NANAIMO — For the first time, Nanaimo residents are getting a look at all of the costs related to the events centre proposal.
A preliminary City report showed the whole process cost almost $859,000, nearly $63,000 over budget. Phase three saw significant overruns at $243,000 and the referendum ended up costing $36,000 more than budgetted.
Chief financial officer Victor Mema said phase three cost more since the City was constantly altering their business plan based on community input, as well as legal matters related to referendum preparations.
He said the referendum itself overran the $130,000 approved by Council because of advertising, facility and staff time.
Eighty per cent of the nearly 24,000 votes cast were opposed to the concept.
When asked, Mema said there was never any point where he doubted spending money on a project which would inevitably not go forward.
“You can't presuppose how people are going to vote,” he said. “Our role in this process was to provide information, not to ask people how to vote.”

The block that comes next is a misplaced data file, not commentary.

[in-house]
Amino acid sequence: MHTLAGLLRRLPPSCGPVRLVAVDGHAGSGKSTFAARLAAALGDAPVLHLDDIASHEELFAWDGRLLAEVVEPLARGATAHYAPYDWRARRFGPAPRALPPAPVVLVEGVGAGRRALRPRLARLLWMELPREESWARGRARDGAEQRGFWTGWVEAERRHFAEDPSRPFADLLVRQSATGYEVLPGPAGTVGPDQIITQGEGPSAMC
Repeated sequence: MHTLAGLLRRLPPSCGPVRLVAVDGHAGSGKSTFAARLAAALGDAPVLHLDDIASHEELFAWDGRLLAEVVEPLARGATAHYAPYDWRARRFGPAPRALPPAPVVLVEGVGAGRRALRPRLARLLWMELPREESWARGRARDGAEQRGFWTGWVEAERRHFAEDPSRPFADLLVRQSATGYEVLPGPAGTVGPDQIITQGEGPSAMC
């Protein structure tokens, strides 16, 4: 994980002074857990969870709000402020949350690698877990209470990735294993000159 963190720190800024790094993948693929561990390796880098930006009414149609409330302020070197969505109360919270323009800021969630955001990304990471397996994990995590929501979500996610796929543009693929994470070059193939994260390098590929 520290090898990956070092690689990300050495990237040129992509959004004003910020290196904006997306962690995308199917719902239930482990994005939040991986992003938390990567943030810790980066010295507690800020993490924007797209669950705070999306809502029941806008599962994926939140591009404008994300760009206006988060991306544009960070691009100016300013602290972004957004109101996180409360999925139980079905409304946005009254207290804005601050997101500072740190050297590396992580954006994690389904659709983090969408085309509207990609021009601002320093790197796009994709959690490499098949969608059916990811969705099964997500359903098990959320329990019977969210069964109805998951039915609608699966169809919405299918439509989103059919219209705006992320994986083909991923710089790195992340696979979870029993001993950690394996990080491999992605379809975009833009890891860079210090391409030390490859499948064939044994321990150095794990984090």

Coun. Bill Bestwick agreed with Mema and said council had a responsibility to inform the public about the process.
“You try to be prepared and do as much research and investigation as you possibly can in order to provide as accurate information as you can,” Bestwick said. “I think the citizens demanded that once it was determined by council that we were proceeding with a referendum on an event centre.”
He said there was no point where he believed they should have halted the event centre process.
“I don't think you can go two-thirds of the way to a referendum and then say 'OK, we're not going to proceed anymore.' We needed to go ahead to allow the community to say how they felt and they did and that's fine,” he said. “If we'd stopped after phase two, it would have been a real injustice.”
City coun. Diane Brennan, when asked the same question, said she believed the process should never have gone as far as it did.
“We'd never gone to the public and asked for their feedback on this proposal. Once we were in the midst of the process...it was very clear the public was not interested in building an arena that we would be the sole participant in,” she said.
Brennan pinpointed two moments where Nanaimo's council should have stopped: the beginning of phase two and in a December council meeting where the community voiced their concerns over the project.
“I think at that point we should have stopped and reconsidered what we were doing but we continued to spend money,” she said.
A final report on the event centre costs is expected in 30 to 45 days, according to the City. You can view the preliminary cost summary here.
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